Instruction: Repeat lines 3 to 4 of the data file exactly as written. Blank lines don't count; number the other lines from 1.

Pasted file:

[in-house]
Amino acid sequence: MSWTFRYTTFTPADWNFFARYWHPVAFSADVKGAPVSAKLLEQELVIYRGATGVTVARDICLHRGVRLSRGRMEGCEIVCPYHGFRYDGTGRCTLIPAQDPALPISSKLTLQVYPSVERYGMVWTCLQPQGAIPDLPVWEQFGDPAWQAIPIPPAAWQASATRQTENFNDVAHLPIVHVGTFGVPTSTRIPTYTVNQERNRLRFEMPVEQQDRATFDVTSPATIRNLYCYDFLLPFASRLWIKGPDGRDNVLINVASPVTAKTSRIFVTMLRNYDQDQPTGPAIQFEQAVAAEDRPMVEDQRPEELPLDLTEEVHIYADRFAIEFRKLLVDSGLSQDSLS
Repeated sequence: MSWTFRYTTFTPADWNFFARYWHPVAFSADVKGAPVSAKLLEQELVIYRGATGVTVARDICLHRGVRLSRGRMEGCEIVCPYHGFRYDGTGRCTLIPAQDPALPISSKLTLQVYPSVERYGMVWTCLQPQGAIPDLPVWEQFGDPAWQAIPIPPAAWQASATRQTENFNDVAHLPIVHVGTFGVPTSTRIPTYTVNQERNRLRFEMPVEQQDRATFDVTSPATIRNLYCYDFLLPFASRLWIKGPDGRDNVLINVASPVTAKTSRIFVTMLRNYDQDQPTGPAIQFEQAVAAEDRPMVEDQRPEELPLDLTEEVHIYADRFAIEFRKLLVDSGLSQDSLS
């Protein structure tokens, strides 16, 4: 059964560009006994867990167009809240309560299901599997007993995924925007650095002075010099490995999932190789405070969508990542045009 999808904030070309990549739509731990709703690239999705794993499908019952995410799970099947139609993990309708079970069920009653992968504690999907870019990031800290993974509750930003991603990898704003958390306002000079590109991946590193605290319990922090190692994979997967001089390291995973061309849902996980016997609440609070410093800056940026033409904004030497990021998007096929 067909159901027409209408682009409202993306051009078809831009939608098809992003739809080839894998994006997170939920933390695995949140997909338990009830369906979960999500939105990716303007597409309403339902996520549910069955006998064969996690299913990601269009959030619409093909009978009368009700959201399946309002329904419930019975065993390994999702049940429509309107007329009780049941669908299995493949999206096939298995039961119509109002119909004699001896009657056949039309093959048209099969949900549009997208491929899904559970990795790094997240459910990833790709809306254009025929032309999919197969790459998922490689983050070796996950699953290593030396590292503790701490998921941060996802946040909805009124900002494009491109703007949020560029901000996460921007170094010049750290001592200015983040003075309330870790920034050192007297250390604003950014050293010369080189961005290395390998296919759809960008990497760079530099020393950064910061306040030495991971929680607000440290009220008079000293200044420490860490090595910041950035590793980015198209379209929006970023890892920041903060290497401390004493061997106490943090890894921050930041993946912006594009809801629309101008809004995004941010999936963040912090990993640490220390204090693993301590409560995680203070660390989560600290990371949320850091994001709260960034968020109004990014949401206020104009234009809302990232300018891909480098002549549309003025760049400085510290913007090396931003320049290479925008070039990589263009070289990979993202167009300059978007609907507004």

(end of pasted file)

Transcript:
Repeated sequence: MSWTFRYTTFTPADWNFFARYWHPVAFSADVKGAPVSAKLLEQELVIYRGATGVTVARDICLHRGVRLSRGRMEGCEIVCPYHGFRYDGTGRCTLIPAQDPALPISSKLTLQVYPSVERYGMVWTCLQPQGAIPDLPVWEQFGDPAWQAIPIPPAAWQASATRQTENFNDVAHLPIVHVGTFGVPTSTRIPTYTVNQERNRLRFEMPVEQQDRATFDVTSPATIRNLYCYDFLLPFASRLWIKGPDGRDNVLINVASPVTAKTSRIFVTMLRNYDQDQPTGPAIQFEQAVAAEDRPMVEDQRPEELPLDLTEEVHIYADRFAIEFRKLLVDSGLSQDSLS
């Protein structure tokens, strides 16, 4: 059964560009006994867990167009809240309560299901599997007993995924925007650095002075010099490995999932190789405070969508990542045009 999808904030070309990549739509731990709703690239999705794993499908019952995410799970099947139609993990309708079970069920009653992968504690999907870019990031800290993974509750930003991603990898704003958390306002000079590109991946590193605290319990922090190692994979997967001089390291995973061309849902996980016997609440609070410093800056940026033409904004030497990021998007096929 067909159901027409209408682009409202993306051009078809831009939608098809992003739809080839894998994006997170939920933390695995949140997909338990009830369906979960999500939105990716303007597409309403339902996520549910069955006998064969996690299913990601269009959030619409093909009978009368009700959201399946309002329904419930019975065993390994999702049940429509309107007329009780049941669908299995493949999206096939298995039961119509109002119909004699001896009657056949039309093959048209099969949900549009997208491929899904559970990795790094997240459910990833790709809306254009025929032309999919197969790459998922490689983050070796996950699953290593030396590292503790701490998921941060996802946040909805009124900002494009491109703007949020560029901000996460921007170094010049750290001592200015983040003075309330870790920034050192007297250390604003950014050293010369080189961005290395390998296919759809960008990497760079530099020393950064910061306040030495991971929680607000440290009220008079000293200044420490860490090595910041950035590793980015198209379209929006970023890892920041903060290497401390004493061997106490943090890894921050930041993946912006594009809801629309101008809004995004941010999936963040912090990993640490220390204090693993301590409560995680203070660390989560600290990371949320850091994001709260960034968020109004990014949401206020104009234009809302990232300018891909480098002549549309003025760049400085510290913007090396931003320049290479925008070039990589263009070289990979993202167009300059978007609907507004």